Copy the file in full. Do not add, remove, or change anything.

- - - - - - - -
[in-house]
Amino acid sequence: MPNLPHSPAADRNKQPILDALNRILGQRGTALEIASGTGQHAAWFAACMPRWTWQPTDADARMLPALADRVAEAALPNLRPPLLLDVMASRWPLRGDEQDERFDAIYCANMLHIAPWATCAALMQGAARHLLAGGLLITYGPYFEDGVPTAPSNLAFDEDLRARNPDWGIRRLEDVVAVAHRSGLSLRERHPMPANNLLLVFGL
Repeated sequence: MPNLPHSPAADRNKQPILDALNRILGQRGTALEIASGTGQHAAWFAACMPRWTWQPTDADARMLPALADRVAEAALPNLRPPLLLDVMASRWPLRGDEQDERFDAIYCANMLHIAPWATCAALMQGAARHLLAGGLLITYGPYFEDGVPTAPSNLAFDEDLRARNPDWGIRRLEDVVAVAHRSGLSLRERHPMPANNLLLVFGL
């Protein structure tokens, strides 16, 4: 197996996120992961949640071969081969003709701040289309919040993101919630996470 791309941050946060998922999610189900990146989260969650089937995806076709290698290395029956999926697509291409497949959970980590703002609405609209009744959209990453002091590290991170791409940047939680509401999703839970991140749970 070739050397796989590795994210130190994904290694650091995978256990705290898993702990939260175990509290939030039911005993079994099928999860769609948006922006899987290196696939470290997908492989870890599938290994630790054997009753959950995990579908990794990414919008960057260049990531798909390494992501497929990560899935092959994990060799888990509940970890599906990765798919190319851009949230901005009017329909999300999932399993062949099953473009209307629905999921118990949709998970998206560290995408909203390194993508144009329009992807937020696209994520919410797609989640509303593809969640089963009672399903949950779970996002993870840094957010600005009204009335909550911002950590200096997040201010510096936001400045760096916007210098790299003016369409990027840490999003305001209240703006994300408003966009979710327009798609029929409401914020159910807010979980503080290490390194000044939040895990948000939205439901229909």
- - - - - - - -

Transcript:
[in-house]
Amino acid sequence: MPNLPHSPAADRNKQPILDALNRILGQRGTALEIASGTGQHAAWFAACMPRWTWQPTDADARMLPALADRVAEAALPNLRPPLLLDVMASRWPLRGDEQDERFDAIYCANMLHIAPWATCAALMQGAARHLLAGGLLITYGPYFEDGVPTAPSNLAFDEDLRARNPDWGIRRLEDVVAVAHRSGLSLRERHPMPANNLLLVFGL
Repeated sequence: MPNLPHSPAADRNKQPILDALNRILGQRGTALEIASGTGQHAAWFAACMPRWTWQPTDADARMLPALADRVAEAALPNLRPPLLLDVMASRWPLRGDEQDERFDAIYCANMLHIAPWATCAALMQGAARHLLAGGLLITYGPYFEDGVPTAPSNLAFDEDLRARNPDWGIRRLEDVVAVAHRSGLSLRERHPMPANNLLLVFGL
């Protein structure tokens, strides 16, 4: 197996996120992961949640071969081969003709701040289309919040993101919630996470 791309941050946060998922999610189900990146989260969650089937995806076709290698290395029956999926697509291409497949959970980590703002609405609209009744959209990453002091590290991170791409940047939680509401999703839970991140749970 070739050397796989590795994210130190994904290694650091995978256990705290898993702990939260175990509290939030039911005993079994099928999860769609948006922006899987290196696939470290997908492989870890599938290994630790054997009753959950995990579908990794990414919008960057260049990531798909390494992501497929990560899935092959994990060799888990509940970890599906990765798919190319851009949230901005009017329909999300999932399993062949099953473009209307629905999921118990949709998970998206560290995408909203390194993508144009329009992807937020696209994520919410797609989640509303593809969640089963009672399903949950779970996002993870840094957010600005009204009335909550911002950590200096997040201010510096936001400045760096916007210098790299003016369409990027840490999003305001209240703006994300408003966009979710327009798609029929409401914020159910807010979980503080290490390194000044939040895990948000939205439901229909």